[Raleigh, NC? np, 1864]. Single sheet, printed both sides, 20 3/4 x 14 3/4 inches. "I have come among you to beg you in the name of reason, of humanity, to obey the law, to recognize order and authority, to do nothing except in the manner prescribed by the Constitution, to bear the Constitution, to bear the ills you have rather than fly to evils you know not of ... I have no more doubt now about the establishment of the independence of the Southern Confederacy than I have of my own existence, provided we remain true to the cause we have solemnly taken to support ... [North Carolina] will dare endure to the bitter end. The men who suffer are the men who win." This address also appeared in the April 16, 1864, issue of the Raleigh newspaper "The Daily Conservative." Not in Thornton, Parrish & Willingham, or Hummel. Apparently not recorded on OCLC. Old folds; browned and somewhat wrinkled, a few small holes along short separations at a central vertical fold (with the loss of several letters), edges frayed and with several tears through the margins, just into the text (with no loss). A good copy of a rare and important Confederate North Carolina broadside, so far as we have been able to ascertain, otherwise unrecorded. Item #63749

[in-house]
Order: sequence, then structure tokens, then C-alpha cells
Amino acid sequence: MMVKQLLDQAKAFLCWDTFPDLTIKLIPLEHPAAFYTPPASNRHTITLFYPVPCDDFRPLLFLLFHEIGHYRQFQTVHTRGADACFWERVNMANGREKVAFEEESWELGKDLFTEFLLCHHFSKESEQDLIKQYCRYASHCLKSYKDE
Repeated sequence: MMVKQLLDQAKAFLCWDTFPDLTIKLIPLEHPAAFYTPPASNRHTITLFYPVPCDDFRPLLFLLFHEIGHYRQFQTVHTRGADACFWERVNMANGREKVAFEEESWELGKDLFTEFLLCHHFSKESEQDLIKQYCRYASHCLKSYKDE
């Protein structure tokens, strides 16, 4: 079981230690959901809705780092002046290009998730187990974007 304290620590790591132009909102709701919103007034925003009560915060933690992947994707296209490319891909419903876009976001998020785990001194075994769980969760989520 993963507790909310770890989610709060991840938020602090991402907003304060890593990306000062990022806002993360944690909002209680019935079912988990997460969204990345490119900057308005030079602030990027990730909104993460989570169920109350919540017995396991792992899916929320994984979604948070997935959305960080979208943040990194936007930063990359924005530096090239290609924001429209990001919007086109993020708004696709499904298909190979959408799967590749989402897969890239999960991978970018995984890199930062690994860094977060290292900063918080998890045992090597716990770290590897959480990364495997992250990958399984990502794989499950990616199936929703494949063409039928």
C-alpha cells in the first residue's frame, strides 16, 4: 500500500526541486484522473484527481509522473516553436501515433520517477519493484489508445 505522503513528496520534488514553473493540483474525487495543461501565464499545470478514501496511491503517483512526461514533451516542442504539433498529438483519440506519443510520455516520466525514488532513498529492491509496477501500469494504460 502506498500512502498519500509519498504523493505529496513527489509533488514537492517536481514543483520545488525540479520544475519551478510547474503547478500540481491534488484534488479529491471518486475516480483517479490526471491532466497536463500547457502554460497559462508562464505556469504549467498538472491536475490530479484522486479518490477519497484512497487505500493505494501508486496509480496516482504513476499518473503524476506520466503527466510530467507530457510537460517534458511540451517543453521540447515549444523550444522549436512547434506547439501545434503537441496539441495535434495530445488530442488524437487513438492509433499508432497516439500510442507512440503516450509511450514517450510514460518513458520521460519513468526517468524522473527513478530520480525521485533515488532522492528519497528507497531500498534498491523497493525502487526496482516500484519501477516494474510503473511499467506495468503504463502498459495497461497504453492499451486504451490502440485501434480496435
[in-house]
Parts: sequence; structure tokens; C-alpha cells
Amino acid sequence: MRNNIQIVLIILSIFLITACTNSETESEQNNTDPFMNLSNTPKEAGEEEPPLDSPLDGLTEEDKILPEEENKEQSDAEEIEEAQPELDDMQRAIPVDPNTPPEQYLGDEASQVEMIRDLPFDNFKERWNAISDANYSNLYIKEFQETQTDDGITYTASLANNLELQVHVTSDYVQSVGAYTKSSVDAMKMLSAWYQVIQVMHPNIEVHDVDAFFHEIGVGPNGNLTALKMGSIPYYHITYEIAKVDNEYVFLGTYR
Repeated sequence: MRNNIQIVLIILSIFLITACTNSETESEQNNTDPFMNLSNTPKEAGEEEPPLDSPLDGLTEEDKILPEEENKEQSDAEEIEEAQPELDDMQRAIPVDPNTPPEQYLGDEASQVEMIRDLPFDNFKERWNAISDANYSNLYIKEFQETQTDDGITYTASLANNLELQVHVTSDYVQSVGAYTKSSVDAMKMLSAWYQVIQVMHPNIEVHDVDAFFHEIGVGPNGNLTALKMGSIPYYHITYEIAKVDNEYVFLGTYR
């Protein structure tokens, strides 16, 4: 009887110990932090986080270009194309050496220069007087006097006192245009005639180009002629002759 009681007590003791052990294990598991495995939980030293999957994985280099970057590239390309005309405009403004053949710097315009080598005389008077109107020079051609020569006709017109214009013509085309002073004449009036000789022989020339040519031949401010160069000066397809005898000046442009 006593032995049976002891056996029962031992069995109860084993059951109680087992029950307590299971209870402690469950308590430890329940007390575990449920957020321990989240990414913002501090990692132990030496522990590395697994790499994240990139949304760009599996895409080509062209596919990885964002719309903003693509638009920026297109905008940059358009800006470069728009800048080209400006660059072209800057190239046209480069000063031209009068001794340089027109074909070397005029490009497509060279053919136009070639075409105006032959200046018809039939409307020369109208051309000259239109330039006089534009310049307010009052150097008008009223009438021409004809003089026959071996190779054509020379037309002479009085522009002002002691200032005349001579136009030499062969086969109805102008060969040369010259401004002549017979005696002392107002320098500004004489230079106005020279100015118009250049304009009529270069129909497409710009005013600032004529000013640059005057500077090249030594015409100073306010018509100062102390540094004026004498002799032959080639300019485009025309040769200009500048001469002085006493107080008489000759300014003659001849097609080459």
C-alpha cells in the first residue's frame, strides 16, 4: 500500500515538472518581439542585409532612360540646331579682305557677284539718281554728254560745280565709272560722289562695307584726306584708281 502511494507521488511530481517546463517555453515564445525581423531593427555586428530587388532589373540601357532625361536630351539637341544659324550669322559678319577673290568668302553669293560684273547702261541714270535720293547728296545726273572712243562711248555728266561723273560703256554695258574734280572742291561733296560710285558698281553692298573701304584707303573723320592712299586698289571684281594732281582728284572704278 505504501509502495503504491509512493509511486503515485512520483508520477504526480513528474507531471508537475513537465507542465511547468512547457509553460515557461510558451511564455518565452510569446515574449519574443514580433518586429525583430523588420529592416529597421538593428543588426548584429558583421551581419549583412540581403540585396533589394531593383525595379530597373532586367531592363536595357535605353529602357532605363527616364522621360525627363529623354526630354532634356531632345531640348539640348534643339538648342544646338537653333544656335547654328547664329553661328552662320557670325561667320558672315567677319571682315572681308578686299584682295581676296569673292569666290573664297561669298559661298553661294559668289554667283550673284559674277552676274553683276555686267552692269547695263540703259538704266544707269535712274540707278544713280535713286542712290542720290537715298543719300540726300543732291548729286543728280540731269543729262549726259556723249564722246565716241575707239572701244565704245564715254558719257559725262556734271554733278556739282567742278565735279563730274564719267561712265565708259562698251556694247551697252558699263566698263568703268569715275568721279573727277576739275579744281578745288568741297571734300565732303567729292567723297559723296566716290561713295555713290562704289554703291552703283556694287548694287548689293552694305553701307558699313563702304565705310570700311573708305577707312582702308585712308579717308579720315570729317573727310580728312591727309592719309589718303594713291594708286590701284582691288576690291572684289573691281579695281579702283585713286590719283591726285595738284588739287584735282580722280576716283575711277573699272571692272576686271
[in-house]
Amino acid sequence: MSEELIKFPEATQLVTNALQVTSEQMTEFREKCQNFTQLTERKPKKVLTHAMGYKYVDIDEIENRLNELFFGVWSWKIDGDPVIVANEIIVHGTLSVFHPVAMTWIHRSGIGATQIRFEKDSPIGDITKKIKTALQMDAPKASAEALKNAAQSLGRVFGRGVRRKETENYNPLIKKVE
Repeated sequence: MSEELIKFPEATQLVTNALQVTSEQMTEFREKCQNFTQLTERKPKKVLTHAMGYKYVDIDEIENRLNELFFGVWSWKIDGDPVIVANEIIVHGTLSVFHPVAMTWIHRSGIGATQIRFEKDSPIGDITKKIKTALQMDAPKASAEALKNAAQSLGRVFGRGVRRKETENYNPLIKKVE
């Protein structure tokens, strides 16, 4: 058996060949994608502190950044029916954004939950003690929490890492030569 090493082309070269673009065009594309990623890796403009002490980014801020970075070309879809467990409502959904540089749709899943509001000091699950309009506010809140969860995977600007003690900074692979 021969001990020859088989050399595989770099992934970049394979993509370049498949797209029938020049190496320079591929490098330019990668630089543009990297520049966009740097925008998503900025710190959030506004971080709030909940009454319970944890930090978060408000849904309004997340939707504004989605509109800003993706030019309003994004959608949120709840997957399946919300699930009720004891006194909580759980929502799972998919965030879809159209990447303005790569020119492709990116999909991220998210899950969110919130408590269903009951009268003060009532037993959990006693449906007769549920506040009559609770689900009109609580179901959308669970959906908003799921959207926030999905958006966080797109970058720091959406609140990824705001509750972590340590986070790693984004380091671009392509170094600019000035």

Zebulon Vance (1830-1894; member U.S. House of Representatives 1858-1861, Governor of North Carolina, 1862-1865 and 1877-1879, U. S. Senator 1879-1894), one of the most important North Carolina politicians of the 19th century, was born and raised in Buncombe County and largely schooled there. After reading law briefly in 1850, he attended the University of North Carolina for a year before returning home to begin his practice, using his vocation to prepare for a career in politics, which he started as Solicitor of Buncombe County before serving in Congress for most of two terms leading up to the Civil War. During that time he argued against secession, but quickly changed his position after the firing on Fort Sumter and Lincoln's call for troops. In May, 1861, Vance raised a company of troops, serving as its commander as it joined the 14th N.C. Regiment; in August he was elected colonel of the 26th N.C. which he led in battle at New Bern in March, 1862, and during the Seven Days before Richmond in late June. Shortly after, Vance accepted the nomination of the Conservative party (mostly remnants of the Whigs) to run as its candidate for Governor in the upcoming election which he won handily against the "Confederate Party" candidate, a sign that the people of North Carolina were not particularly happy with the state of things in the Confederacy. The important political address offered here, delivered as a campaign speech for re-election, presents Vance's case to reject calls for secession from the Confederacy for the purpose of concluding a separate peace; he argued that only by continuing the struggle could a just compromise be reached. In the run-up to the 1864 election Vance was seen by the Confederate administration as blocking its efforts at conscription because of his unswerving support of the continuance of the writ of habeas corpus. During 1863 the North Carolina mountains filled with evaders of conscription and deserters. Vance believed they should be persuaded to duty rather than prosecuted; by late in that year, W.W. Holden, the influential editor of Raleigh's "North Carolina Standard" who had been a staunch supporter of Vance, became convinced that defeat was inevitable and argued for Confederate-Union negotiations as he ran against Vance in the 1864 Governor's race. Against that background, Vance delivered this address of about 15,000 words to the citizens of Wilkes County, outlining his complex moral and political attitudes, eventually winning re-election easily. Arrested and briefly imprisoned following the war, Vance returned to his law practice, was pardoned in 1867, and resumed his political career, first winning election to the U.S. Senate in 1870 (but unable to take his seat under the terms of the 14th amendment). He accepted the nomination of the Democratic Party for governor in 1876 and won, leading the state out of Reconstruction, serving until he was once again elected to the Senate, serving from 1879 until his death in 1894. "Vance's engaging personality and lengthy public career gained for him an admiration from North Carolinians that no other state official has ever enjoyed ... Ex-Confederate soldiers and their families were not quick to forget his efforts to care for them in time of war and how he defended their liberties and preserved their honor. As his funeral train moved westward through the state, thousands of humble people lined the tracks to pay their last respects to one whom they loved and admired" (John G. Barret "Zebulon B. Vance," NCpedia online). (10367).